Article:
Shimmer by Gavin Miller (Review)

Gavin Miller’s latest mines the same sort of “nostalgist” sound as artists like July Skies and Epic 45.
Shimmer - Gavin Miller

Released at the same time as Eternell’s Still Light, the six tracks of Gavin Miller’s Shimmer are no less atmospheric, but they are more structured and economical. (For starters, only one of the EP’s songs crosses the five minute track.) “Part 1” immediately begins mining the same sort of “nostalgist” sound as artists like July Skies and Epic 45, with layers of simple-yet-evocative guitar melodies cascading over autumnal drones.

Those drones subside on “Part 3,” giving sparse piano and string arrangements room to create a more solemn air, until ghostly vocals signal the transition to “Part 4,” with its heavy and ominous organ. “Part 6” finally closes the album with the return of those “nostalgist” guitar melodies, which slowly fade out and leave the listener in a pensive place.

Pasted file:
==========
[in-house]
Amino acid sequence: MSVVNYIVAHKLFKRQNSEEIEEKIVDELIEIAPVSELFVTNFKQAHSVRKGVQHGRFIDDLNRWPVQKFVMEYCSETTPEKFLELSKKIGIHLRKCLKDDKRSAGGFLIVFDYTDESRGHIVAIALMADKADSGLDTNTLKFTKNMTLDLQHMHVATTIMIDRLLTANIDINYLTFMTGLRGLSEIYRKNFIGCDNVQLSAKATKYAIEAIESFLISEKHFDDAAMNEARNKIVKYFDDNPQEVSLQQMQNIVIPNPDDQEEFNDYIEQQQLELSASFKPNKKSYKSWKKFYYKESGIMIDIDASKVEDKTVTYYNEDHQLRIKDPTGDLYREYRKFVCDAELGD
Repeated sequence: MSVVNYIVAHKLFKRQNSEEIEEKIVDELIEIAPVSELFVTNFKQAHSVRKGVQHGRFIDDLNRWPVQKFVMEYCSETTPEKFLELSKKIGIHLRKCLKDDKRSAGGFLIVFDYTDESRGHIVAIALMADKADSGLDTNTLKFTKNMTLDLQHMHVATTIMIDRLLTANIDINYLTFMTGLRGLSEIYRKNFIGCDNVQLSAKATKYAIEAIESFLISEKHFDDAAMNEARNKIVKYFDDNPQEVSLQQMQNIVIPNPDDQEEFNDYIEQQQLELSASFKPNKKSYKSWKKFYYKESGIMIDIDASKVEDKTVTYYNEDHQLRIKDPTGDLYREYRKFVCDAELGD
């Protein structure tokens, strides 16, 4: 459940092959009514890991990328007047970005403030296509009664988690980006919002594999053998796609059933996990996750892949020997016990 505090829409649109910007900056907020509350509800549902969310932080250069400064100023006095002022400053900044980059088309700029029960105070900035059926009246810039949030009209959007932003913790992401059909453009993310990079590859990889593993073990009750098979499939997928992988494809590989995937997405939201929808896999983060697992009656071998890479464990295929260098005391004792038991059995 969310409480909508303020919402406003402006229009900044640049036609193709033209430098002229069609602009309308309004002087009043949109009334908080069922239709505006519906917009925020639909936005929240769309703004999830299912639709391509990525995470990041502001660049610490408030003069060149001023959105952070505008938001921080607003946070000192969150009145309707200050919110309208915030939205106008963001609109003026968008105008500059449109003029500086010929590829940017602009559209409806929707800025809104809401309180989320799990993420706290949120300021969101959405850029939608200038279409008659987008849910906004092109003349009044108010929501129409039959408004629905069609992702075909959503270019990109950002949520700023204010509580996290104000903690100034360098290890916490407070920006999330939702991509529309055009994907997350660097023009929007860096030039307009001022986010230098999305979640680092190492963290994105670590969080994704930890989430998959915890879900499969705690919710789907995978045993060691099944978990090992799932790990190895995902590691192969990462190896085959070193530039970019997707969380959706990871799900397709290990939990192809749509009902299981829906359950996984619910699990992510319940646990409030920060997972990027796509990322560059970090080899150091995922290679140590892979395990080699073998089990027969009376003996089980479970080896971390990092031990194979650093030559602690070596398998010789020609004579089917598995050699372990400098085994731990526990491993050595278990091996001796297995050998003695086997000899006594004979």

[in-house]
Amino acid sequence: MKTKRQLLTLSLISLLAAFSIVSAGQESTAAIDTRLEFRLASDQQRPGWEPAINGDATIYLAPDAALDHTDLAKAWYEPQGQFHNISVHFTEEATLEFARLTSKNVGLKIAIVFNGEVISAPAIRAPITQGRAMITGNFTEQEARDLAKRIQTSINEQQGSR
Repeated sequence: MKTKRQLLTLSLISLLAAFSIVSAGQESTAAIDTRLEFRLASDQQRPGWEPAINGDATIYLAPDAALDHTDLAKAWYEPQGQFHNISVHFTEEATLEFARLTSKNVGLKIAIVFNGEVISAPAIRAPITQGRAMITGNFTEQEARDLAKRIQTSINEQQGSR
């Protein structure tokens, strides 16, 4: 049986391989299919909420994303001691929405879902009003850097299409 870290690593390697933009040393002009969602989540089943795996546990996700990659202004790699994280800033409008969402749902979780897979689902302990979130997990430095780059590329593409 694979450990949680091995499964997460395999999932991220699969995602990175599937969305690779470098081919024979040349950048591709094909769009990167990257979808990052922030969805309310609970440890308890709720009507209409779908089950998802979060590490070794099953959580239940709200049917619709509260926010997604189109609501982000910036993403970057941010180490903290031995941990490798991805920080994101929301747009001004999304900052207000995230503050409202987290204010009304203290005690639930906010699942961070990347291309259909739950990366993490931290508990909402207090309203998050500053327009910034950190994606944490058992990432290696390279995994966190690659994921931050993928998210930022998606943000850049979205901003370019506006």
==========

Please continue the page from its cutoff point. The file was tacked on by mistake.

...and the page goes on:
While it’s certainly subtle and contemplative (in keeping with the Sound in Silence aesthetic), there’s a darkness to Shimmer that brings to mind the works of Jóhann Jóhannsson and Max Richter, i.e., music that is certainly beautiful but also discomfiting in its melancholy. Which, depending on the listener, might only add to the intrigue.

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